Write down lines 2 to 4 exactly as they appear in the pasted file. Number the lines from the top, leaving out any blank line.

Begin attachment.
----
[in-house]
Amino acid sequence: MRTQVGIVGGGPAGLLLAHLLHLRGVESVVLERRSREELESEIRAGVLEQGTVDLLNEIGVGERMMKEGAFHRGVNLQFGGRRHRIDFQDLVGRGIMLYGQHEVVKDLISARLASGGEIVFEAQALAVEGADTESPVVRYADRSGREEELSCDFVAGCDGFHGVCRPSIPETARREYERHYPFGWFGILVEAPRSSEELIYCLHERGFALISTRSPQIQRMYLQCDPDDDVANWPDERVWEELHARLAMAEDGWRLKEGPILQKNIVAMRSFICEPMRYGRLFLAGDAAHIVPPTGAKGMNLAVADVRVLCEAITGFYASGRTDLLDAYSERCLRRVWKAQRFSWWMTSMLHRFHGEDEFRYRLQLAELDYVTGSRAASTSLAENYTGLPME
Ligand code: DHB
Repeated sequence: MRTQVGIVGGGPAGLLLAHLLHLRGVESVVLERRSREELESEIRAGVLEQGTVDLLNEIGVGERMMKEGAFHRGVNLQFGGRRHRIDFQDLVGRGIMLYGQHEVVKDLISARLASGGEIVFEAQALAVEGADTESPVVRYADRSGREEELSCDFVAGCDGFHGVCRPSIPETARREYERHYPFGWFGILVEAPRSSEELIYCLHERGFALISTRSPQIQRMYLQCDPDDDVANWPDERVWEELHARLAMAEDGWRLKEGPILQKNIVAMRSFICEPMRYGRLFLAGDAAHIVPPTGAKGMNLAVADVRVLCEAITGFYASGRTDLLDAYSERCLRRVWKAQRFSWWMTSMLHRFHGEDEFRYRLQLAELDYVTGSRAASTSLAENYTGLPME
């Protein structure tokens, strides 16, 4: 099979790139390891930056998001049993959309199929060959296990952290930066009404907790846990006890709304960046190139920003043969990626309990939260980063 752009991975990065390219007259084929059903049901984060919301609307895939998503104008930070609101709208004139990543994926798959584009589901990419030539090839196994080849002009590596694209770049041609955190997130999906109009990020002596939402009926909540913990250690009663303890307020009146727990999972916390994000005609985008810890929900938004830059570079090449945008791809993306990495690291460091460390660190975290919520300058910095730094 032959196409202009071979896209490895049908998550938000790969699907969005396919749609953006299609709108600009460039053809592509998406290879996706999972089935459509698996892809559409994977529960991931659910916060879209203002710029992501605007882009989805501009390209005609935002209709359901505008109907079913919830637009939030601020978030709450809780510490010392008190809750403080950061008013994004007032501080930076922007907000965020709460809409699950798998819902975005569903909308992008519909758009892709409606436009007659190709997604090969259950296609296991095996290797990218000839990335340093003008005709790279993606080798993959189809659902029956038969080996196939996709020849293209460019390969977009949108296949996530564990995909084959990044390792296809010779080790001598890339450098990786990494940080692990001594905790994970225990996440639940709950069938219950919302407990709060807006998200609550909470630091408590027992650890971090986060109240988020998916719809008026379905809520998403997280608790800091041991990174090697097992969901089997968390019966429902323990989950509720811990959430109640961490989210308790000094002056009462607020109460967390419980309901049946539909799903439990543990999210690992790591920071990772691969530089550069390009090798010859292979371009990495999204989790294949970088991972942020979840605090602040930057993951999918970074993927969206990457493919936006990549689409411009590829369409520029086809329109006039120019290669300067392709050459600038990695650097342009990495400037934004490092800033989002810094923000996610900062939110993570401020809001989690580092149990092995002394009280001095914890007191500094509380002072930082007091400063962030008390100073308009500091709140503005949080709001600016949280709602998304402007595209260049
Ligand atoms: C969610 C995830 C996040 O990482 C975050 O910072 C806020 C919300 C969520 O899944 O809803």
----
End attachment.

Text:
Amino acid sequence: MRTQVGIVGGGPAGLLLAHLLHLRGVESVVLERRSREELESEIRAGVLEQGTVDLLNEIGVGERMMKEGAFHRGVNLQFGGRRHRIDFQDLVGRGIMLYGQHEVVKDLISARLASGGEIVFEAQALAVEGADTESPVVRYADRSGREEELSCDFVAGCDGFHGVCRPSIPETARREYERHYPFGWFGILVEAPRSSEELIYCLHERGFALISTRSPQIQRMYLQCDPDDDVANWPDERVWEELHARLAMAEDGWRLKEGPILQKNIVAMRSFICEPMRYGRLFLAGDAAHIVPPTGAKGMNLAVADVRVLCEAITGFYASGRTDLLDAYSERCLRRVWKAQRFSWWMTSMLHRFHGEDEFRYRLQLAELDYVTGSRAASTSLAENYTGLPME
Ligand code: DHB
Repeated sequence: MRTQVGIVGGGPAGLLLAHLLHLRGVESVVLERRSREELESEIRAGVLEQGTVDLLNEIGVGERMMKEGAFHRGVNLQFGGRRHRIDFQDLVGRGIMLYGQHEVVKDLISARLASGGEIVFEAQALAVEGADTESPVVRYADRSGREEELSCDFVAGCDGFHGVCRPSIPETARREYERHYPFGWFGILVEAPRSSEELIYCLHERGFALISTRSPQIQRMYLQCDPDDDVANWPDERVWEELHARLAMAEDGWRLKEGPILQKNIVAMRSFICEPMRYGRLFLAGDAAHIVPPTGAKGMNLAVADVRVLCEAITGFYASGRTDLLDAYSERCLRRVWKAQRFSWWMTSMLHRFHGEDEFRYRLQLAELDYVTGSRAASTSLAENYTGLPME